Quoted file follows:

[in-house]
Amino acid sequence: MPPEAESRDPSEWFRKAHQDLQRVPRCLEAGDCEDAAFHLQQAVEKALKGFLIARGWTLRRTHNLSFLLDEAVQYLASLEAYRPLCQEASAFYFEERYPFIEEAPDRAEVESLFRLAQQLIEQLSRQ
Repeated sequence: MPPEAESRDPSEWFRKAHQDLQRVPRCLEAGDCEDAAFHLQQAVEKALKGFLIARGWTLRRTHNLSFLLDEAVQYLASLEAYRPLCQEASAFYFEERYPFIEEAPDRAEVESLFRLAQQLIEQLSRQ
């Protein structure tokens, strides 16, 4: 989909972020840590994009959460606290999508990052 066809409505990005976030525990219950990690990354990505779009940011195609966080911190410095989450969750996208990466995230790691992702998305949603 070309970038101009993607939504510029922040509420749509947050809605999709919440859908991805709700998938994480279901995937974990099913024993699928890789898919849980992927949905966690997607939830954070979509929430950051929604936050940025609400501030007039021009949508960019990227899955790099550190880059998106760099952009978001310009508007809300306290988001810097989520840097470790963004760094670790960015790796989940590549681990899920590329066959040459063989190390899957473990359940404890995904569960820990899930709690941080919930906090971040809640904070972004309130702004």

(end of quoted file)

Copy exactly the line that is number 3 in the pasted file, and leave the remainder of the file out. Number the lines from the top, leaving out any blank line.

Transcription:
Repeated sequence: MPPEAESRDPSEWFRKAHQDLQRVPRCLEAGDCEDAAFHLQQAVEKALKGFLIARGWTLRRTHNLSFLLDEAVQYLASLEAYRPLCQEASAFYFEERYPFIEEAPDRAEVESLFRLAQQLIEQLSRQ